A simple script to serialize files

Table of contents

Example 1 (introduction example)

Jun 15, 2010 by cesla

Let's say you have written a C++ program that does something. Your directory structure is as follows:

./program/ main.cpp Makefile source/ engine.h engine.cpp

Let's say you defined a constant inside main.cpp:

const double VARIABLE = 1.234;

Now imagine that you need to run this program with a set of different VARIABLEs: 1.234, 2.345, 3.456, 4.567 and so on. Your options now are:

  • make VARIABLE a table and iterate over its values
    1. FINE if one run of the program takes few seconds
    2. BAD if one takes more than one day and you COULD run all VARIABLEs parallelly (as they don't depend on each other)
  • rewrite the program in a parallel manner, so that every value of VARIABLE would run in a different thread
    1. FINE if you know how to do it fast
    2. BAD if not; especially when you have access to computer cluster where you could run all versions of your program at once without the need of parallell programming
  • prepare different versions of the program, every with VARIABLE changed to specific value
    1. FINE if you have time to do it (depends on number of values, number of different variables to change, number of files to copy without changes...)
    2. BAD if not
    3. REALLY FINE if you have CodeIgor ;)

CodeIgor deals with this type of problem by using option 3), creating modified code for you (you only need to modify a little your files and make a config file with definitions for each solution). After using CodeIgor, you can have:

./solution1 main.cpp (modified; VARIABLE = 1.234) Makefile source/ engine.h engine.cpp ./solution2 main.cpp (modified; VARIABLE = 2.345) Makefile source/ engine.h engine.cpp (and so on)

Achieving this is very simple. You need to change your constant to

const double VARIABLE = {VAR};

Now you only need the config file - let's name it 'config.xml':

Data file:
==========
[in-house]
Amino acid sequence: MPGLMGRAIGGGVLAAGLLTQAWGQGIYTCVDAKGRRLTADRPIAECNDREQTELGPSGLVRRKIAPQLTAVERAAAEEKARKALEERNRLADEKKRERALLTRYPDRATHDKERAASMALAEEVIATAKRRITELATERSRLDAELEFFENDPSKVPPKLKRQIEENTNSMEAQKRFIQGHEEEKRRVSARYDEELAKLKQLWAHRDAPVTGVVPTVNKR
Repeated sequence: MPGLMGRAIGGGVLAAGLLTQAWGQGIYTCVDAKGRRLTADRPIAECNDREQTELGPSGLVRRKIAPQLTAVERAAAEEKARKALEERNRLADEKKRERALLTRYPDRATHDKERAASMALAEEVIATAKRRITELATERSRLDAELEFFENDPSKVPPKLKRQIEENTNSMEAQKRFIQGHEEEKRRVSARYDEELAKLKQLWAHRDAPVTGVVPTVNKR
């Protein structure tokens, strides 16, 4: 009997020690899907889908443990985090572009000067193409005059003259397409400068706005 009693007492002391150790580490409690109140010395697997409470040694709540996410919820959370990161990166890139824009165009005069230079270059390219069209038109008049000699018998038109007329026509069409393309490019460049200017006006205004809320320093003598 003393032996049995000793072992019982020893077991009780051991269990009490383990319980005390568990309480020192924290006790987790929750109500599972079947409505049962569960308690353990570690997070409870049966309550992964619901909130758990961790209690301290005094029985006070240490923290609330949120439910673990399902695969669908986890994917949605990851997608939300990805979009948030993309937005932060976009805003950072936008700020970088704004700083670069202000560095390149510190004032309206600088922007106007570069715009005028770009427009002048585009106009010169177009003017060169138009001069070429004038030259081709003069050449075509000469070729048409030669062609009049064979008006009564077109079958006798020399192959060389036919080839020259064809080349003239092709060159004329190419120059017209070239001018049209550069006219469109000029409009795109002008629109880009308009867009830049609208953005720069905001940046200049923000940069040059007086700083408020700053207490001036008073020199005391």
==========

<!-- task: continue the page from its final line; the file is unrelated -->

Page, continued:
<config> <solution> <parse> <file>program/main.cpp</file> <param pattern="{VAR}">1.234</param> </parse> </solution> <solution> <parse> <file>program/main.cpp</file> <param pattern="{VAR}">2.345</param> </parse> </solution> <!-- (and any more solutions you need) --> </config>

Now the only thing left is to run the CodeIgor:

python -c config.xml -o output_dir

If everything went fine, you should have an 'output_dir' in your current directory, with all solutions put into separate subdirectories.

This is, of course, just a simple example. It may seem that you could easily do this one on your own. Imagine, however, when you need to modify more than one file, with more than one parameter. Doing all of this on your own will become tedious quite fast and prone to mistakes.

Example 2

Jun 15, 2010 by cesla

Let's say you need to send personalized data to many recipients.

./input/ mail_template.txt

You set your 'mail_template.txt', so it would contain usable params:

Dear {TITLE} {NAME}, I must inform you that bla, bla, bla, bla. Regards, Igor

You set your '', so it can send specified file to an email:

#!/bin/sh mailprogram --to {EMAIL} --message mail.txt

Your config file (which you can e.g. generate from some database containing your recipients' info) might look like this:

<config> <solution> <parse> <file output="mail">input/mail_template.txt</file> <param pattern="{TITLE}">Mr</param> <param pattern="{NAME}">John Smith</param> </parse> <parse> <file output="">input/</file> <param pattern="{EMAIL}"></param> </parse> </solution> <solution> <parse> <file output="mail">input/mail_template.txt</file> <param pattern="{TITLE}">Mrs</param> <param pattern="{NAME}">Anne Smith</param> </parse> <parse> <file output="">input/</file> <param pattern="{EMAIL}"></param> </parse> </solution> (...) </config>

After running CodeIgor, you will get a directory structure with personalized mail files and scripts like this:

./output/ solution1/ mail.txt solution2/ mail.txt (...)

Example 3

Jun 19, 2010 by cesla

Let's say that you want to change a name of a class inside your C++ code. This is an example of situation, where CodeIgor may be very helpful. Changing a class name is a trivial job - but imagine if your code consists of 20, maybe even 50 files, in many different subdirectories; you don't remember where the class name is used and which files have to be changed.

A great help here is the regexp param - your config file could not be simpler:

<config> <preproc> <parse> <dir>program</dir> <param pattern="{codeigor:regexp}"><![CDATA[ /ClassName(\W*)/NewName\1/ ]]></param> </parse> </preproc> <solution> </solution> </config>

Now for every file (from directory 'program' and its subdirectories) in every solution (since the parse block is inside 'global' block), name ClassName will be changed to NewName. Mind that you need at least one (even empty) solution block to produce an output.